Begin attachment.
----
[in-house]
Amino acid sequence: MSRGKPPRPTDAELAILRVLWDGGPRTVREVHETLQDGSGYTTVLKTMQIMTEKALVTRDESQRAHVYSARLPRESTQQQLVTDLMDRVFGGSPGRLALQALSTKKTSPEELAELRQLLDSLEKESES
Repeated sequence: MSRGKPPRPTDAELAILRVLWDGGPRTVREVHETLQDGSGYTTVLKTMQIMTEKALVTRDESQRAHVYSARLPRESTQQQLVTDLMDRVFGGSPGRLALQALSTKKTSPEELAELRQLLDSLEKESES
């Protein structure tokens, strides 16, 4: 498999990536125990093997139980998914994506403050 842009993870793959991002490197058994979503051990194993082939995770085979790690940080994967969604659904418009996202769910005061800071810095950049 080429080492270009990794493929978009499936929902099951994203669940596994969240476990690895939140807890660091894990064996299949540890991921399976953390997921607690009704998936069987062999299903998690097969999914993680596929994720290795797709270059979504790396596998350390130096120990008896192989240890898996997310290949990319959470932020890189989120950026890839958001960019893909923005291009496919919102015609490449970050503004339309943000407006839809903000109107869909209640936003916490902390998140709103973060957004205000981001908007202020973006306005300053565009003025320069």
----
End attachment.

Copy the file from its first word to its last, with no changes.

[in-house]
Amino acid sequence: MSRGKPPRPTDAELAILRVLWDGGPRTVREVHETLQDGSGYTTVLKTMQIMTEKALVTRDESQRAHVYSARLPRESTQQQLVTDLMDRVFGGSPGRLALQALSTKKTSPEELAELRQLLDSLEKESES
Repeated sequence: MSRGKPPRPTDAELAILRVLWDGGPRTVREVHETLQDGSGYTTVLKTMQIMTEKALVTRDESQRAHVYSARLPRESTQQQLVTDLMDRVFGGSPGRLALQALSTKKTSPEELAELRQLLDSLEKESES
């Protein structure tokens, strides 16, 4: 498999990536125990093997139980998914994506403050 842009993870793959991002490197058994979503051990194993082939995770085979790690940080994967969604659904418009996202769910005061800071810095950049 080429080492270009990794493929978009499936929902099951994203669940596994969240476990690895939140807890660091894990064996299949540890991921399976953390997921607690009704998936069987062999299903998690097969999914993680596929994720290795797709270059979504790396596998350390130096120990008896192989240890898996997310290949990319959470932020890189989120950026890839958001960019893909923005291009496919919102015609490449970050503004339309943000407006839809903000109107869909209640936003916490902390998140709103973060957004205000981001908007202020973006306005300053565009003025320069």